- Murder, Mayhem, and Melodrama:Mining for Material in a Painful Pioneer Past
When the propagation of Canadian multiculturalism first took off in the 1970s, most Canadians of Ukrainian descent appeared reluctant to look at the casually cruel treatment often experienced by their pioneering forebears. While the public celebrated various Ukrainian customs that had entered the mainstream of Canadian culture, few writers tackled the hard truths that had led to those celebrations. Some Anglo-Canadian writers (most notably Sinclair Ross in As For Me and My House and Margaret Laurence in A Jest of God) had alluded to the scorn with which these “bohunks” were held, but only George Ryga, starting in the 1960s, wrote frankly and at length about the prejudice and hardships Ukrainian immigrants encountered after settling on the prairies. Now, several decades later, writers have begun to unearth some of the uglier aspects of the Ukrainian Canadians’ entry into Canadian life, and the two novels discussed here hang their plots on the scaffold of this unhappy history.
Barbara Sapergia begins her wide-ranging saga before World War One and ends it in 1960, providing a panoramic view of the experiences of two families and a number of their friends, both in Ukraine and across the Canadian West. Shandi Mitchell takes the opposite approach, with the main action taking place in one setting during one fateful year, 1938. Here, the focus is entirely on a single family: a brother and sister, their spouses and children. The differences in space and time highlight a sharp difference in tone, with the latter novel emitting an atmosphere of harsh and unrelieved intensity and the former, a more equable discursiveness as it meanders through the years. [End Page 339]
In Under This Unbroken Sky, Mitchell forecasts her plot on the first page, describing a photograph taken in 1933 of an unnamed family: husband, wife, three girls, one boy, and a baby (presumably their children) in front of a farmhouse. Telegraphing their dire poverty, she notes that, although dressed in summer clothes, the four older ones are standing in four inches of snow. “Within three years this farm will be foreclosed. Two years later, one will die. Two others, of whom there is no photograph, will be murdered” (3). The statement deftly pulls the reader into a story primarily about betrayal, whether by one’s own character flaws, by one’s family, by the elements, by an established group that sees the immigrants as “not quite white,” or by a set of bureaucratic procedures that adhere strictly to the letter of the law, however unjust the outcome.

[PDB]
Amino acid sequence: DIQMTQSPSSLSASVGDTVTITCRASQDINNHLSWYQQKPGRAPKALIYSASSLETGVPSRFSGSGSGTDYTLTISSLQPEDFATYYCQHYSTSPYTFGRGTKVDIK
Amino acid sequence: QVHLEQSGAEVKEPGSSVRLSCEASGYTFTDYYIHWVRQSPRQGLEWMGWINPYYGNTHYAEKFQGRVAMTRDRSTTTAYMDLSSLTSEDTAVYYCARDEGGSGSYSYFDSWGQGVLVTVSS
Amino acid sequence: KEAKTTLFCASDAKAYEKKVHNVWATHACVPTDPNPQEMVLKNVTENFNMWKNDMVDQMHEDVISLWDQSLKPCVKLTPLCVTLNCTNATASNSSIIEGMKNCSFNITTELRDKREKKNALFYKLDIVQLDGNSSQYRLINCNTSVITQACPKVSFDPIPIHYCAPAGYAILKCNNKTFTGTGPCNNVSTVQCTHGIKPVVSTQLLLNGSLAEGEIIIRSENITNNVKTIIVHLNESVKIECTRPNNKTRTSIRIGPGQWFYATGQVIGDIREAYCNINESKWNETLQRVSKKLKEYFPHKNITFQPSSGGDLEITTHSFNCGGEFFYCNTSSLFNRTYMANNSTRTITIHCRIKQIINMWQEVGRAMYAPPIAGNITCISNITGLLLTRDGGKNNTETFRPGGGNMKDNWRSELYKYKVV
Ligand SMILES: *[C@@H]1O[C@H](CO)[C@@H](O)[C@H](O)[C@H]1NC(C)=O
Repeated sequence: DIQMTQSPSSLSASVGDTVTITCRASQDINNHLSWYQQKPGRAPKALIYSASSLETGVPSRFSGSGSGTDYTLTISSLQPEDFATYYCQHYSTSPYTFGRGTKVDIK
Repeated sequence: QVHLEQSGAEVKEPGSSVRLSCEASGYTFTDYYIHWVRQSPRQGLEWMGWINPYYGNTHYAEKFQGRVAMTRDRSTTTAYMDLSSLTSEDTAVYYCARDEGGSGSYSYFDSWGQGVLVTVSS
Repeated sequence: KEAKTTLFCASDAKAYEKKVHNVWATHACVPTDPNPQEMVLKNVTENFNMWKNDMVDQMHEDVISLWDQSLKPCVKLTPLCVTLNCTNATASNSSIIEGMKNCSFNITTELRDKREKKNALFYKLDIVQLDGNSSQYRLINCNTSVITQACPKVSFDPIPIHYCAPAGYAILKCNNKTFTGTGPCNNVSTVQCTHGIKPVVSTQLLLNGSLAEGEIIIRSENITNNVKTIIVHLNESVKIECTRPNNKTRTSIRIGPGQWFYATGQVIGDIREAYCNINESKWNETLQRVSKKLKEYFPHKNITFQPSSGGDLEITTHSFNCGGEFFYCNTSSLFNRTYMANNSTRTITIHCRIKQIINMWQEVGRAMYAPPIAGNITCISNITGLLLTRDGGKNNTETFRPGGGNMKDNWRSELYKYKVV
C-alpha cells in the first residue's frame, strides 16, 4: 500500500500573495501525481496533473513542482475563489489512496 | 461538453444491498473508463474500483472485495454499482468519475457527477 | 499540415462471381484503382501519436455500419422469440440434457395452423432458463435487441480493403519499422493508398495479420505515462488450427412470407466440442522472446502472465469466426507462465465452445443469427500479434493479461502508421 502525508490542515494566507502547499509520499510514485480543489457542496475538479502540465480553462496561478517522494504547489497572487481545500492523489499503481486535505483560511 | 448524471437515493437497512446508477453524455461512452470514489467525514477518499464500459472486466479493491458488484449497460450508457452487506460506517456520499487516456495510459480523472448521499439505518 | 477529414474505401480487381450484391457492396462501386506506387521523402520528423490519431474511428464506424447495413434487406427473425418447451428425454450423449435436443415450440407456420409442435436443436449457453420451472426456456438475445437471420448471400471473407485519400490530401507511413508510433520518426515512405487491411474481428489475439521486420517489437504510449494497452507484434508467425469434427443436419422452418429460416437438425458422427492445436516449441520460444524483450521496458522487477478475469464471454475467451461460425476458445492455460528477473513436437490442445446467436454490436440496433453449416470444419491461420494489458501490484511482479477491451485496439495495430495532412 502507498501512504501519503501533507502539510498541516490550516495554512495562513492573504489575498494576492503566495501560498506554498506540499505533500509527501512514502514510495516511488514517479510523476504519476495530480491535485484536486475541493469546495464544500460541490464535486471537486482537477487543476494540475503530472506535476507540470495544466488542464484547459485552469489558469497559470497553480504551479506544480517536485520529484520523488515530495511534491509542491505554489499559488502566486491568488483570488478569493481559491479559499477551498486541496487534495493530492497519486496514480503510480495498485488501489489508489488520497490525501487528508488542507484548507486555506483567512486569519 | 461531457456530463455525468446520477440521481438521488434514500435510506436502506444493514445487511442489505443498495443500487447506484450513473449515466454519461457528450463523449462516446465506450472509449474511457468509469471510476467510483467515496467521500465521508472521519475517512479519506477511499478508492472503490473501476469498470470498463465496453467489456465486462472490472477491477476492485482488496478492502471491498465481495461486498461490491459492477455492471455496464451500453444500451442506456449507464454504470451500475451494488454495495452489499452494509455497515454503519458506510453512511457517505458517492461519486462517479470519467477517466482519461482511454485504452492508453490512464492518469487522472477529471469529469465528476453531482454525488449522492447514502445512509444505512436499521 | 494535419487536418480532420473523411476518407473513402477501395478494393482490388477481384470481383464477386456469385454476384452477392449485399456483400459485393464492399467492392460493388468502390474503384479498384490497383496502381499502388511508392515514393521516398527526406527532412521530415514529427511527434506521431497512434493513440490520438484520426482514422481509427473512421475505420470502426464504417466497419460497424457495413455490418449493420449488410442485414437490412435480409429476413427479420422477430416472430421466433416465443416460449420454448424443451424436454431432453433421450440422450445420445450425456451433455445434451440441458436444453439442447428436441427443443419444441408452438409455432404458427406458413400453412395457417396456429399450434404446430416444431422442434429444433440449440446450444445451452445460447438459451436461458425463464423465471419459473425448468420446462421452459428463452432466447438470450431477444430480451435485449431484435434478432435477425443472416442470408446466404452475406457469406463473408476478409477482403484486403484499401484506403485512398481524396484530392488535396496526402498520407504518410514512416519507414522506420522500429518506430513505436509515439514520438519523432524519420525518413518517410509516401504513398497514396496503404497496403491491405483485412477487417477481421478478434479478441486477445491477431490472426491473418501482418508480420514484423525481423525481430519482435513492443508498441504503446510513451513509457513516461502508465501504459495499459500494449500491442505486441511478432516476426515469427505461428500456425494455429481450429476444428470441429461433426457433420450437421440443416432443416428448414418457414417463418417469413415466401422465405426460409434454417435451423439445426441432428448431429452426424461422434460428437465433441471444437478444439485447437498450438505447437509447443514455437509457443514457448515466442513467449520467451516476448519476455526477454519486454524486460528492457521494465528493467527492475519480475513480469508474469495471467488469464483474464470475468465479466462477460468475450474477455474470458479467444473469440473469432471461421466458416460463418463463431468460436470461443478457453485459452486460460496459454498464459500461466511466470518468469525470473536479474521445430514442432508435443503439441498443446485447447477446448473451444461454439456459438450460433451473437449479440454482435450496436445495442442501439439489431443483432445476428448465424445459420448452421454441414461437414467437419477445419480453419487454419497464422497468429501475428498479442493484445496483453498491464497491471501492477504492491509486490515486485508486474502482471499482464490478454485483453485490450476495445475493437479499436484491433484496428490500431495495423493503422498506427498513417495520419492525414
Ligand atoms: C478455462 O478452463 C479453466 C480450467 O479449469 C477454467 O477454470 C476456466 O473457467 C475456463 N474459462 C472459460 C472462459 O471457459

The novel is written in the unrelenting naturalist mode of Emile Zola, particularly Germinal, his novel about French miners who spiral ever downward no matter how hard they try to claw their way towards a place of dignity and reward. Like them, Theodor Mikolayenko strives to create a decent life for his family, only to be thwarted time and again by prejudice, by greed, by weather, by the incomprehensible bureaucracy that gives him land twice, only to take it away both times. Taking place in the harsh 1930s, the story of the Mikolayenko family represents the second wave of Ukrainian immigration to Canada, specifically those escaping the Stalinistinduced starvation in Soviet-controlled eastern Ukraine.
The awful irony, of course, is that they come to the Prairies only to experience similar conditions. Each time they manage to emerge from a particular calamity, they are felled by another, until they arrive at the very tragic denouement when all seems lost. In this final section, however, one does see a glimmer of hope as Maria Mikolayenko gathers her brood one more time to light out for yet further territory, carrying a hidden packet of seeds to sow in yet another new parcel of land. As a symbol of rebirth, the seed again recalls the main theme of Germinal: as in that earlier novel, one senses that the destruction of these people...